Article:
4. Determine where you are on a particular day: Add the degree hours: the current day + yesterday + 2 days ago + 3 days ago
  5. Based on the total numbers, look at Table 2: Blight History and first determine what your blight history is, then move along the row to your total for the 4 day accumulation of degree hours to determine your fire blight risk.
Table 1: Degree Hours
Daytime High Temperature (°F)Column A Degree Hours per Night if Low is 49.9°F or BelowColumn B Degree Hours per Night if Low is 50°F or Higher
6000
6225
63512
641022
651429
662035
672642
683350
694260
705270
716280
724792
7387105
74100120
75115134
76130151
77146169
78162189
79178209
80195230
81212250
82228265
83243280
84257292
85266302
86274310
87280315
88285320
89288325
90290330
92287335
93284333
94280330
95274325
96267317
97260309
98254302
99246293
100238285
101230275
102222268
103216259
104208250
105200240
Table 2: Blight History. Values for "Risk" are a 4-Day Degree Hour Sum
Blight HistoryLow RiskMarginal RiskHigh RiskExtreme Risk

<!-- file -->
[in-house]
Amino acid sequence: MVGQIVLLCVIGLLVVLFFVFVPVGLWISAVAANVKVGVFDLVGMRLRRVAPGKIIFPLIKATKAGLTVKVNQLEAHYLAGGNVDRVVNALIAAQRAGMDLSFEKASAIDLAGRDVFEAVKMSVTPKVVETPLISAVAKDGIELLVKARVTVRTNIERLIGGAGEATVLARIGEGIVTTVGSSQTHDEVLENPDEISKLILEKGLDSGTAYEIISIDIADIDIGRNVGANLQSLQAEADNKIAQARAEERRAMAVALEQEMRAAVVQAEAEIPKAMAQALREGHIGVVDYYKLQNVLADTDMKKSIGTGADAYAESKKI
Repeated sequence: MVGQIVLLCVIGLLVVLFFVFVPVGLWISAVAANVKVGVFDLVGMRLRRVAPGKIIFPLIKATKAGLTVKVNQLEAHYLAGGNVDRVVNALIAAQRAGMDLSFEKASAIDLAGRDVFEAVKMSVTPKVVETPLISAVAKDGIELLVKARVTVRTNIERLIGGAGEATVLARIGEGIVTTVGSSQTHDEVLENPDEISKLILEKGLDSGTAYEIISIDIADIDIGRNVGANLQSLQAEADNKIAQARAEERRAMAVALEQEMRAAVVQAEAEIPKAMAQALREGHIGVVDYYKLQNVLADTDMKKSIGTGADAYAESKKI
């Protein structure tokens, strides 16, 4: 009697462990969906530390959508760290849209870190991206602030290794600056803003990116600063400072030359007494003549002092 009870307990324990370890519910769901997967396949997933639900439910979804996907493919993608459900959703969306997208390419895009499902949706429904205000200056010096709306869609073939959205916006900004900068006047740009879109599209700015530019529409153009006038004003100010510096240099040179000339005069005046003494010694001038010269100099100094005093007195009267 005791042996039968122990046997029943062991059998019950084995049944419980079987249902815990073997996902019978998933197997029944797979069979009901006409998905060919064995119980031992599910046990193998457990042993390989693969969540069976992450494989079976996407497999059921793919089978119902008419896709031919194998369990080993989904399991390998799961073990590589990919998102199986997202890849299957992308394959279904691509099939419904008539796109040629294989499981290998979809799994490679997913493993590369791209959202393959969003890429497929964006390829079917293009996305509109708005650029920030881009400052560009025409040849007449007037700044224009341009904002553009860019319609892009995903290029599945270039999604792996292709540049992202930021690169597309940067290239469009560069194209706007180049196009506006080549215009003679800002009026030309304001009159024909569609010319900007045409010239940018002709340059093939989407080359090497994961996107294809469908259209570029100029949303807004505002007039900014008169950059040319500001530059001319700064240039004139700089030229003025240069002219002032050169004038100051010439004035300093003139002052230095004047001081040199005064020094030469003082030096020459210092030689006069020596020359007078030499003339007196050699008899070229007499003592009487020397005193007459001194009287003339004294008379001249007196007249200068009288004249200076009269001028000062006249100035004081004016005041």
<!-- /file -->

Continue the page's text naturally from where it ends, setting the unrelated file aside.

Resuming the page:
None in your area during the past 2 seasons0-400400-500500-800800+
Blight in the region but not near your orchard in the last year0-350350-400400-650650+
Blight in or neighboring your orchard last year0-150150-300300-500500+
Active blight strikes or cankers in your orchard or a neighboring orchard0-100100-200200-350350+

Cherry leaf spot: Determining infection periods

Using Cherry leaf spot table

  1. Keep track of average temperature--maximum and minimum temperature during wetting event.
  2. When there is a wetting event, manually keep track of when rain starts and when leaves dry to calculate leaf wetness hours.

Cherry Leaf Spot Table: Approximate minimum number of hours of leaf wetness required to produce leaf spot infections caused by conidia on sour cherries. Requirements for primary (ascospore) infections are presumed to be similar.

Average Temperature (°F)Hours of wetness from the beginning of the rain
4628
4725
4823
4920
5019
5117
5215
5314
5412
5511
5610
579
588
59-607
61-626
63-685
69-706
71-727
738
749
7511
7612
7714
7816
7918
8021
8128

Data of S. Eisensmith and A. Jones, Michigan State University.